Afraid of encroachments

In Dadar, there has always been a slight unease with the people under the flyover. Two traffic signals away from where the process of beautification is taking place, there is a crossover under the Dadar TT flyover where the residents, the authorities and the homeless had been locked in battle. For a brief while, the space was also used as an informal garbage dump. Eventually, fences were built, empty spaces were boarded up and the people without homes were driven away.

As far back as I can remember, from a childhood spent growing up in the city till now, there have been people living on and around Tilak Bridge – one of the busiest bridges in the city. There have also been people selling fruits, flowers and vegetables under the bridge, the prices of which are much cheaper than the ones offered by the overground grocers. Often, I have been told, that the people on and under the bridge are in fact, much richer than they seem to be, and own flats in faraway parts of the city. Or that if we allow them to inhabit these spaces, “they will come anytime they want but never leave”, to paraphrase the popular Eagles’ song.

These beliefs have allowed us to not acknowledge them or create the spaces they inhabit any safer. Instead, we seek to push them further away into the land of the unknown, into places where we might not see them anymore. But we still need them to come into the city. For they are the same people who work in construction, among other sectors, and build homes in the same city that denies them one.

In her final book Dark Age Ahead, journalist Jane Jacobs wrote, “Not TV or illegal drugs but the automobile has been the chief destroyer of American communities.” The observation wouldn’t be out of place in Mumbai. Despite the fact that close to 90% of the city’s population uses public transport or walks for the daily commute, the city’s planners persist in designing the city around the automobile. The coastal road that few in the city want and/or need is just an instance of this.

Benefiting the city

There are already many gardens in the spaces underneath the flyovers of Mumbai. Near the Small Causes Court in Bandra, there is a row of plants that no one in the city can enjoy because the pillars are too low and there are no benches upon which to sit. The city would be better served if public spaces were designed so that a maximum number of people could use it.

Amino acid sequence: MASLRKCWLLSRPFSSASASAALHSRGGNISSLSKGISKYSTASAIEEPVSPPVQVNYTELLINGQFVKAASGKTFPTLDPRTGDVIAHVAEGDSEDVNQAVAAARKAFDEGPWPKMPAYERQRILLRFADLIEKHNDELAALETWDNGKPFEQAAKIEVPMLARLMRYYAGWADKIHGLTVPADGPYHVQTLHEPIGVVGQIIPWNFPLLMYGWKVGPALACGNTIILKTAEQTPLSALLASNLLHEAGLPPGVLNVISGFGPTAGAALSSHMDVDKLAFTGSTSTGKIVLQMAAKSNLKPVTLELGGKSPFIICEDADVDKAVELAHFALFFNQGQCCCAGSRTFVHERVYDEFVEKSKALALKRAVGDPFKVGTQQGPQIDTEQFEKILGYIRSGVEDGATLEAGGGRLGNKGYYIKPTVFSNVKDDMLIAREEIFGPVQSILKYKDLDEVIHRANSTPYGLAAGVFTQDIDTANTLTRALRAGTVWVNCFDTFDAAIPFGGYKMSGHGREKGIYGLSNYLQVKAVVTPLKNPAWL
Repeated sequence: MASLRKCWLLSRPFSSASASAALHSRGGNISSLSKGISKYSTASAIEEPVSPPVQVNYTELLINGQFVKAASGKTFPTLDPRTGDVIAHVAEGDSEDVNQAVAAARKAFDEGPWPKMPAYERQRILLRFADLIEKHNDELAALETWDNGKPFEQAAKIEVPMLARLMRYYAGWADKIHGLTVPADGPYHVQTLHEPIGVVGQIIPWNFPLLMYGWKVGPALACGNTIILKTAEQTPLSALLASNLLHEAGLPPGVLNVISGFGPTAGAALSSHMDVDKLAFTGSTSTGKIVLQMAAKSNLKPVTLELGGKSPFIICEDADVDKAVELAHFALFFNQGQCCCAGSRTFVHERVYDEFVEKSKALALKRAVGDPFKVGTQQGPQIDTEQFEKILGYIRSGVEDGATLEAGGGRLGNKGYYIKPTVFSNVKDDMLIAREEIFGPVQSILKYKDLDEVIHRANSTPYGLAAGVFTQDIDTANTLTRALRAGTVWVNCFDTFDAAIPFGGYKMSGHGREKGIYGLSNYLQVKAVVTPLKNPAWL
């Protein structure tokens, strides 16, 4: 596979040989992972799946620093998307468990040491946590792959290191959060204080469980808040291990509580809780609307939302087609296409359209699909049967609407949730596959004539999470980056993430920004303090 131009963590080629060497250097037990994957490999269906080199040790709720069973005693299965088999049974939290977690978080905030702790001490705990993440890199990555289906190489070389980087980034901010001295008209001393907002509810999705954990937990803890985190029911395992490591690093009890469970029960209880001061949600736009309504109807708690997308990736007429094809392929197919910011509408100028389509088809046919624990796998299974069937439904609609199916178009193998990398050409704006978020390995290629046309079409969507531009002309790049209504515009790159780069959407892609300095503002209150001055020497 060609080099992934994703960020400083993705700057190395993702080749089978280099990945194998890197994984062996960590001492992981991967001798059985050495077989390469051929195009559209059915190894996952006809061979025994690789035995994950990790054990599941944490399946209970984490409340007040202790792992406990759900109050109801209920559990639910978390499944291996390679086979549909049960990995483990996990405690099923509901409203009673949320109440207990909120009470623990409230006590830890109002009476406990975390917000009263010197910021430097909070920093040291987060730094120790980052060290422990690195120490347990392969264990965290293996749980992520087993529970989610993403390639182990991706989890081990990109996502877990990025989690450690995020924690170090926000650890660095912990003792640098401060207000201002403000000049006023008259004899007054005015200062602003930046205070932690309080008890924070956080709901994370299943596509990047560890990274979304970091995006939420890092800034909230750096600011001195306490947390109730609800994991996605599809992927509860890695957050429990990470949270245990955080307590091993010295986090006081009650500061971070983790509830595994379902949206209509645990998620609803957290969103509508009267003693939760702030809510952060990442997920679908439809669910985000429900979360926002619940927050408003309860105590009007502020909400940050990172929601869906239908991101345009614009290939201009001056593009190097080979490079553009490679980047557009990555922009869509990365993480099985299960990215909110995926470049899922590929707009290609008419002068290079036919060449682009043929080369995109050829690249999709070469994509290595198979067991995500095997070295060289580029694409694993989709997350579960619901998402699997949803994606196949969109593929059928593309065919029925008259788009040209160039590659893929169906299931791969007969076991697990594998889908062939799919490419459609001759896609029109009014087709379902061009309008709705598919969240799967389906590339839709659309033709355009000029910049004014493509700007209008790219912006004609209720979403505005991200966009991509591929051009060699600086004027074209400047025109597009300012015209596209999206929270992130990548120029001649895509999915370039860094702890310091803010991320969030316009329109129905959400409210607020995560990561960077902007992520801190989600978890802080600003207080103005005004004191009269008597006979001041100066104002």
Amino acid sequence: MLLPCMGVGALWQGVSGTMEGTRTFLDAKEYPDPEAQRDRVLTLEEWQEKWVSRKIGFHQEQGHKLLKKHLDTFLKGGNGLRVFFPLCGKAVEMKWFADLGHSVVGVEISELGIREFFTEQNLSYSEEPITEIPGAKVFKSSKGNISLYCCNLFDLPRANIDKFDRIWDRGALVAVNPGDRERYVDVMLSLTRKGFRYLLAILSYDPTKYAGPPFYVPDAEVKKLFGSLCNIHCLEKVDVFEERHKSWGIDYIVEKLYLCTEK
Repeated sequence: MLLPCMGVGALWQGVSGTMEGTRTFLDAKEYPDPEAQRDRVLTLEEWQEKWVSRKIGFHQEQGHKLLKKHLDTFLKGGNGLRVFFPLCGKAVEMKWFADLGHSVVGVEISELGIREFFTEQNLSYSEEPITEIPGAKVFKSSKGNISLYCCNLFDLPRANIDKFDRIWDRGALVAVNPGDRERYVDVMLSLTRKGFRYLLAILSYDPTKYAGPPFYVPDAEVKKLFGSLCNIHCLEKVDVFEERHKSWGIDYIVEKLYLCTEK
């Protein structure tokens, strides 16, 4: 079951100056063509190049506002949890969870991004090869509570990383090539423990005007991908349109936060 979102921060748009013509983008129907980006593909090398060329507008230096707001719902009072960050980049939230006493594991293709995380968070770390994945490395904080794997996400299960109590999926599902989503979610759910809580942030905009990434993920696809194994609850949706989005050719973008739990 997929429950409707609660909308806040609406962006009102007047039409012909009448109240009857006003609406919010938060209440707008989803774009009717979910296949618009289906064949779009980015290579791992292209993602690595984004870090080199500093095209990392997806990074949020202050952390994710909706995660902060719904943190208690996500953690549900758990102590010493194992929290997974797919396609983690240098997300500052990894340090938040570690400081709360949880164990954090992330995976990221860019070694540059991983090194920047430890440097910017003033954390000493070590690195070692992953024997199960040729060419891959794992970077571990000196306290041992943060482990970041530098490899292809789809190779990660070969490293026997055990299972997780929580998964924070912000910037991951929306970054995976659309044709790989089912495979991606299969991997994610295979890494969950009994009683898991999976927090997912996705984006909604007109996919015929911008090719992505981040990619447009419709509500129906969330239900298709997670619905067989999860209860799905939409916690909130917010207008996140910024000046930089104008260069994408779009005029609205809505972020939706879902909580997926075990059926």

In Boombay: From Precincts to Sprawl, Kamu Iyer describes English architect Claude Batley’s plan suggesting that cross streets that had little or no traffic could be used as sleeping places at night and said that “not a single one of public gardens, should be barred at night”, for a similar reason. In 1968, Charles Correa took this idea further and drew a plan that modified pavements of main roads to allow for hawkers during the day and pavement sleepers at night. According to Iyer, “Batley mooted an idea but Correa made a feasible proposal. Both showed that public space could be used and shared in different ways depending on the time of day.”

The space below the Bandra Reclamation flyover has become an open defecation ground. Wouldn’t the city benefit if it could be used for public toilets of some kind? Or if the space under the flyover could somehow be converted to usable homeless shelters?

In this clip on YouTube, one of the women displaced from the communities near Deonar talks of her experience of being part of a group who filled up a 100-metre-deep well with mud and stones and began living there. After the hard work of filling the pit was done, the municipal corporation stepped in and announced that they would be building a garden in the same place. “What kind of people will come to play here, by displacing us?” she asks.

It all comes down to what Indians define as success. In addition to everything the American Dream consists of (good looking spouse, big house, two children, a few cars, etc.), the Indian variant consists of two main things: firstly, that you will be rich enough to rise above the poverty and suffering that exists all around, and secondly, that you will be powerful enough to be able to evade bureaucratic or legal processes that might impede this growth. The city has made this avoidance of the poor a matter of public policy. Will it change its ways?